Beyond the curve: Dr. Peter Lurie's COVID-19 blog

By CSPI policy associate Jessi Silverman.

Until recently I followed the curve of this pandemic with an abstract, scientific lens—partly as a coping mechanism, but it’s also in my nature as a public health advocate. In public health, we reverently trust in data to lead us to answers, to solutions. And unlike the field of medicine, which conventionally treats the health problems of individuals, public health approaches disease at the population level. The potential to improve the health of so many lured me to pursue a career in public health years before I got my first full-time job here at the Center for Science in the Public Interest. I am no less passionate today about the capacity of evidence-based, population-level approaches that we use to prevent disease and save lives. But the last couple of weeks have rendered these measures painfully inadequate for me to make sense of this pandemic.

That’s not to say that it didn’t affect me personally from the beginning—there are few among us whose day-to-day lives have not been drastically changed by this crisis. My usual routine of commuting to work, fitness and improv classes, and weekend gatherings of friends promptly disintegrated in mid-March. My family replaced our cherished annual Passover seder with a Zoom call. My friends’ destination wedding that I looked forward to attending in Greece this spring is postponed.

These losses hurt, but I took comfort in the fact that my loved ones and I were healthy. Reading the news and taking in the daily upticks in cases and deaths was sobering, but the aggregated data allowed me to stay one degree removed from the suffering and tragedy represented by each one.

At the same time, I worried for my grandmother, living in a high-rise apartment community for older adults in downtown Philadelphia. Like most retirement and long-term care facilities of late, hers stopped allowing visitors months ago and imposed increasingly strict physical distancing measures for staff and residents thereafter. I called her more frequently than usual, wanting to be a source of comfort while she felt trapped and alone. At eighty-nine, my Mom-Mom retained all her wits and took a great deal of pride in her independence, even as she was somewhat physically handicapped. She had a remarkable quality of life for someone her age, which she attributed to not thinking of herself as an “old” person.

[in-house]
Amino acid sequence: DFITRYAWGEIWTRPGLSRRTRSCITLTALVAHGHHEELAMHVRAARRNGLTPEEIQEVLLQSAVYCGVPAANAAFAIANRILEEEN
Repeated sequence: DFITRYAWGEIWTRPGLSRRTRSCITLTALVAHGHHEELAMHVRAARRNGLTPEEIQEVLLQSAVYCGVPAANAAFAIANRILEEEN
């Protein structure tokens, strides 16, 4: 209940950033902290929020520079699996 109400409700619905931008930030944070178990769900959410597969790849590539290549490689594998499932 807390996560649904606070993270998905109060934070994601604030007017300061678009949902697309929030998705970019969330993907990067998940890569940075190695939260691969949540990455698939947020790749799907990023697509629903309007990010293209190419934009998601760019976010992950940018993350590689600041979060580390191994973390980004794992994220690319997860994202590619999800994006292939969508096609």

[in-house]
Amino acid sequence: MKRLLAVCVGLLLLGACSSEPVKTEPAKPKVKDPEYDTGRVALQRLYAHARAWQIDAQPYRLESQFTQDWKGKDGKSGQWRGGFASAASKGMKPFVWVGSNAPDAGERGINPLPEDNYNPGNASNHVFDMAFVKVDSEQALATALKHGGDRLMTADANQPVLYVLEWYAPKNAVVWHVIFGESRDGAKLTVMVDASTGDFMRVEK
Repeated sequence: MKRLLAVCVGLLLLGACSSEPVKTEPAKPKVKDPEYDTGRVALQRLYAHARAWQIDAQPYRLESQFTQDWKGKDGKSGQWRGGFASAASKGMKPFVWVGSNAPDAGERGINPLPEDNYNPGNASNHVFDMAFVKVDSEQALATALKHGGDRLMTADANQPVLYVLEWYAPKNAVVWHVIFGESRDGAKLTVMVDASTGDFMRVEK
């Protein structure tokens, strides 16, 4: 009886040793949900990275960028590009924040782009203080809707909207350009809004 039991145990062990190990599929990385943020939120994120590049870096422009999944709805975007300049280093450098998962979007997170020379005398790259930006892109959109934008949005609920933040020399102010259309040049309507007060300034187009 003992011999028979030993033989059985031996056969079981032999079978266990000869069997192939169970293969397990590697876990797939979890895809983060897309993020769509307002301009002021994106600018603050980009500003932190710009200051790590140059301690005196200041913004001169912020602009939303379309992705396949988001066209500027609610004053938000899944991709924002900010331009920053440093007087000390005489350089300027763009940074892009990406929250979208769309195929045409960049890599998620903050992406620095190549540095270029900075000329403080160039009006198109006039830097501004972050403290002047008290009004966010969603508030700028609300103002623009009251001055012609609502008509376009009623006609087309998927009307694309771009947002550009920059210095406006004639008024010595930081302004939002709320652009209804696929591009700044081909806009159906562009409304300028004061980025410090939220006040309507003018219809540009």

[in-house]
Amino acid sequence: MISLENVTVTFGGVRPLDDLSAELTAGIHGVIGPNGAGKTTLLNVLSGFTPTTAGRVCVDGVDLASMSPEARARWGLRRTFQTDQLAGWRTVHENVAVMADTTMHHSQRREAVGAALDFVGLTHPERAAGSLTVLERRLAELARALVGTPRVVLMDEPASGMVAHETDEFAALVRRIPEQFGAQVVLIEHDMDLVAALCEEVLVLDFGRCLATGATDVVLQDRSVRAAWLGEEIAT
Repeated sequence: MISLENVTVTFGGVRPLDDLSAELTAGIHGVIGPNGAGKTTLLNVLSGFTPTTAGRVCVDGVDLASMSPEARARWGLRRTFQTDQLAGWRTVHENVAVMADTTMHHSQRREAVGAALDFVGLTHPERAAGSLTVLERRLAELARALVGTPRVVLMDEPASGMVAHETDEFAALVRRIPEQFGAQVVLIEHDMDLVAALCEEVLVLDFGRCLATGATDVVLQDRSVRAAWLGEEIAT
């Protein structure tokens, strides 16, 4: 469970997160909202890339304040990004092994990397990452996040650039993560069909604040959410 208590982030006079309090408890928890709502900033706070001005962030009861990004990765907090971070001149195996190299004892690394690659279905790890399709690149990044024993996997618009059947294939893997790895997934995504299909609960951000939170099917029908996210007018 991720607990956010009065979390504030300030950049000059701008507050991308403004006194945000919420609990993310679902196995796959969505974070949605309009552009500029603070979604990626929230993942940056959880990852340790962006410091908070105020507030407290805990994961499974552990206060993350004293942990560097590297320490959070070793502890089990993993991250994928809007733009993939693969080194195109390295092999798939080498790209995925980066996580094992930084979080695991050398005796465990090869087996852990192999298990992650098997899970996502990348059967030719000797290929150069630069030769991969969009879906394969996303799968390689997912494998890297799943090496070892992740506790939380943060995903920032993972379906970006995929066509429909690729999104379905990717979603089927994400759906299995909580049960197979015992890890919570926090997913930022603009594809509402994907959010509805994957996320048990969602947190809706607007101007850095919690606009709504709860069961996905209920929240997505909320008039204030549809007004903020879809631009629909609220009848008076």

Inevitably, it seems, the building got its first positive case. Next I heard, there were 18. I called Mom-Mom and she sounded hoarse, but she brushed it off as nothing. A week later, when my cousin couldn’t reach her by phone, staff entered her apartment and found her very ill. She stubbornly refused to go to the hospital for hours, not wanting to accept what was happening to her and the loss of agency that would entail. My dad, her son, begged her by phone to go get the care she obviously needed. Eventually she relented and was admitted to a nearby hospital with a fever and low oxygen. Within hours, her COVID-19 test came back positive. Imaging of her lungs showed pneumonia.

I won’t go into details about the course of her illness and the decisions made about her care. Suffice it to say that the next week was an agonizing roller coaster of hope and despair for my family, made so much worse by the fact that we could not be with her in person. The nurses would hold the phone up to her ear so we could talk to her, even when she became so sick that she was unable to communicate.

When it became clear that it wouldn’t be long, her care team made her comfortable and assured us that she wasn’t in pain and that she wasn’t alone. She passed in the early hours of the morning after Mother’s Day.

Florence Tobye Silverman nee Supak was born in 1930, the youngest of four children of Eastern European Jewish immigrants. Her family called her by her Yiddish name, Feggie. She lived in the greater Philadelphia area her entire life. She remained close with her three best friends from high school until she died. She was a voracious reader and the first woman in her family to go to college. She was married to my grandfather from 1954 until he died in 2003. She was also a loving mother, grandmother, sister, aunt, and friend, and beloved as a kind, generous, and incredibly thoughtful and considerate person. She never failed to remember our birthdays, our anniversaries, our pets, and what was important to us. She routinely went out of her way to honor her family and friends but hated being the center of attention herself, so I hope she wouldn’t mind me writing this.   

Eighty-nine years is longer than a lot of people get in this life, but it was still too soon. Not only did the virus take her from her family and friends, it stole from us our ability to grieve together in person. The comfort we want most after a loss, to be surrounded and embraced by loved ones, is unsafe because of this cruel disease.

Behind every death counted in the total there is an individual who had a meaningful life and leaves behind loved ones in mourning. Now, I know the pain that the data can’t convey. I can only hope that the more we tell the stories of the victims and survivors, the more our policymakers and the public will comprehend the devastation that awaits so many more Americans if we do not heed public health recommendations. The scientific evidence on COVID-19 that accumulates by the hour cannot make our grief less painful, but it can point the way out of this crisis. In the meantime, my heart goes out to all who mourn.

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